Written by: Mitra Bolouri, D.D.S. (Dallas County Dental Society Member)
These days, it’s not uncommon to see dogs everywhere you go. Hop on a plane, stroll through the mall or enjoy brunch on a sunny patio and it’s highly likely someone will have man’s best friend with them. Many times, these furry companions will be labeled as emotional support animals or therapy animals. But are you required to let them in your dental office?
There are many reasons to ban pets from your dental office. Allergies to pet dander are common and can be very severe. You may not know how you, a member of your staff or another patient will react until the dog is already in the operatory. Some people have a genuine fear of dogs, no matter their size. While the presence of one may calm down one patient, it may give another one anxiety or cause them to leave. Infection control is another valid concern. Some owners may not keep up with their pet’s cleanliness or shots, which could cause harm in an environment we strive to keep as clean as possible.
An emotional support animal differs from a service animal. According to the Americans with Disabilities Act, a service animal is specifically trained to provide assistance to a disabled individual and must be allowed to accompany their owner. Emotional support animals, however, do not undergo any special training.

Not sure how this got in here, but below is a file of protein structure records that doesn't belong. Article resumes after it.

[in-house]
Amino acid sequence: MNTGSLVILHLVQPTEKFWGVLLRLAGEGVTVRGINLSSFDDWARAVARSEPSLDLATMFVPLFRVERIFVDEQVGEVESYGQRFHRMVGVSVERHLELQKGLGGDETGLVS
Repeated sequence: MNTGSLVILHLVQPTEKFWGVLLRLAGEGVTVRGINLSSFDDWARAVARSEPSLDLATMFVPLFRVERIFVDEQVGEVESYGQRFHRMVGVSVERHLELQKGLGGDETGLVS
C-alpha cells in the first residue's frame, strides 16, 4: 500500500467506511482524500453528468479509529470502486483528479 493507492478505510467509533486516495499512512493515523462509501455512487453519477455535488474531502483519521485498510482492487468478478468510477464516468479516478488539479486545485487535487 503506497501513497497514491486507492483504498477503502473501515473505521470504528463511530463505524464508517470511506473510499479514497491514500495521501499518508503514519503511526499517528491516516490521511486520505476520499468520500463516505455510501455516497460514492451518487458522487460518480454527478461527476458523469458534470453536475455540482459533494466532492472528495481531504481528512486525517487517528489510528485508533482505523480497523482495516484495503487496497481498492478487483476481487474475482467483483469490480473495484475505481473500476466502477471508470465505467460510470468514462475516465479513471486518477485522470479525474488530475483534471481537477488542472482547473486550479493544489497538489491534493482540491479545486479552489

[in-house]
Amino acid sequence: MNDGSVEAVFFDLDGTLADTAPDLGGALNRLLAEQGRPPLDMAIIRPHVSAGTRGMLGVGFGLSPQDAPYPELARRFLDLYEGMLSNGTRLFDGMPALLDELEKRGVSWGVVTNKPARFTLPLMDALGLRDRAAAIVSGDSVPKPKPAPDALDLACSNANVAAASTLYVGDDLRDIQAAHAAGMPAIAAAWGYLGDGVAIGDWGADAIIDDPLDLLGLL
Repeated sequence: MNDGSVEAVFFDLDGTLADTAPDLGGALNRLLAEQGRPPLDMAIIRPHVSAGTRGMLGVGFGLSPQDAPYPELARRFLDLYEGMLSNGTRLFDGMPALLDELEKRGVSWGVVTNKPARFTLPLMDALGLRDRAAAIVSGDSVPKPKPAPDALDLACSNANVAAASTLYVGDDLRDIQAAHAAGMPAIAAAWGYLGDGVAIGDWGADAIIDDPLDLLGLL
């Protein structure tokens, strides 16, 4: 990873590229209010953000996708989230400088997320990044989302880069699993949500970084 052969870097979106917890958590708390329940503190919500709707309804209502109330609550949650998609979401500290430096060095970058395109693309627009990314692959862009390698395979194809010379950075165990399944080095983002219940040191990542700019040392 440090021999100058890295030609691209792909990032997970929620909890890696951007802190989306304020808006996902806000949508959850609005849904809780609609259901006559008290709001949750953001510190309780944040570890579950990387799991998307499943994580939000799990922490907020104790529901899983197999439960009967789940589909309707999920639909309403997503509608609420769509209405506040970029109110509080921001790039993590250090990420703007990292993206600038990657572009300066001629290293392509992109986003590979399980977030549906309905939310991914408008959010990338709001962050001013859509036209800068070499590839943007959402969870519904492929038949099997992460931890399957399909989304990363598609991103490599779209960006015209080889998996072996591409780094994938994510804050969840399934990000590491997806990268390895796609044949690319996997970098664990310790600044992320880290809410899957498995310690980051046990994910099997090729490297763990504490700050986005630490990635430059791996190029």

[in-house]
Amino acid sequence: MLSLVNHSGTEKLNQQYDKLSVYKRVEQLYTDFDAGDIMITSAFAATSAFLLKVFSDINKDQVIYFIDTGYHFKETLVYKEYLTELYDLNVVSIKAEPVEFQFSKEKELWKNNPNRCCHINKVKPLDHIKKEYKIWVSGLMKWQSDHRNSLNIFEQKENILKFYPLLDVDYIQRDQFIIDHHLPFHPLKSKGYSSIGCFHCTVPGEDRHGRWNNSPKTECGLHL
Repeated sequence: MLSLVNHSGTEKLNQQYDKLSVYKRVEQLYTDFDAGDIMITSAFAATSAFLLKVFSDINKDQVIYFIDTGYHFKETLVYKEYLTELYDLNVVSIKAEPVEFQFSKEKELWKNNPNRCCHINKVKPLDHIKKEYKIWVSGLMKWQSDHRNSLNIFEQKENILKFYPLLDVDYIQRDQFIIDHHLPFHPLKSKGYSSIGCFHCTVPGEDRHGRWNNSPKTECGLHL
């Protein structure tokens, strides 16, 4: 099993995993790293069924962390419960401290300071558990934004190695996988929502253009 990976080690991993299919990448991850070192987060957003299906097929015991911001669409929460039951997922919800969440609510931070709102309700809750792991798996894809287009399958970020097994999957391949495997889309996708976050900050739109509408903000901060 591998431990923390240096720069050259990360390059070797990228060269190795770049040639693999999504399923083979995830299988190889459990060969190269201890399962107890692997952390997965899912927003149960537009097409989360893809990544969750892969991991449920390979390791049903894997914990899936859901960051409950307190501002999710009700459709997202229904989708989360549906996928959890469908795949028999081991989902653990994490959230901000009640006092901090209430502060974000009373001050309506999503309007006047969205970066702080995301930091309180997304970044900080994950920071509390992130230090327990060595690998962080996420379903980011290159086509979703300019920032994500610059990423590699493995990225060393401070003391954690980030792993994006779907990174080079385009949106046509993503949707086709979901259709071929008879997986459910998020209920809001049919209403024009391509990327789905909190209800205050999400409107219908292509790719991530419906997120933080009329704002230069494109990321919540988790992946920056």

You may ask specific questions to determine if a dog is a service animal. The only questions you may ask are:
1. Are you disabled?
2. Is that a service animal?
3. What service does the animal do that helps you?
Even if these questions are answered adequately, you do not need to let a service animal remain in your office if the animal is unreasonably dirty, barking out of context of providing a service to the owner or acting aggressively. You may also ask to have the dog demonstrate the service they provide if you remain doubtful.
Emotional support animals are not protected by state or federal laws. While many dentists choose to allow them in their office, you are legally not required to do so. In Texas, the only laws protecting emotional support animals are in regards to allowing them on airplanes and in housing, even if there is a no pets policy in place. If you feel a patient may truly benefit from having their emotional support animal present, you may think about scheduling them at a time when no other patients are present or letting other patients know beforehand that a dog will be in the office. You may find it best to have a written policy in place so that you and your staff will know how to answer patients’ questions regarding emotional support animals should they arise.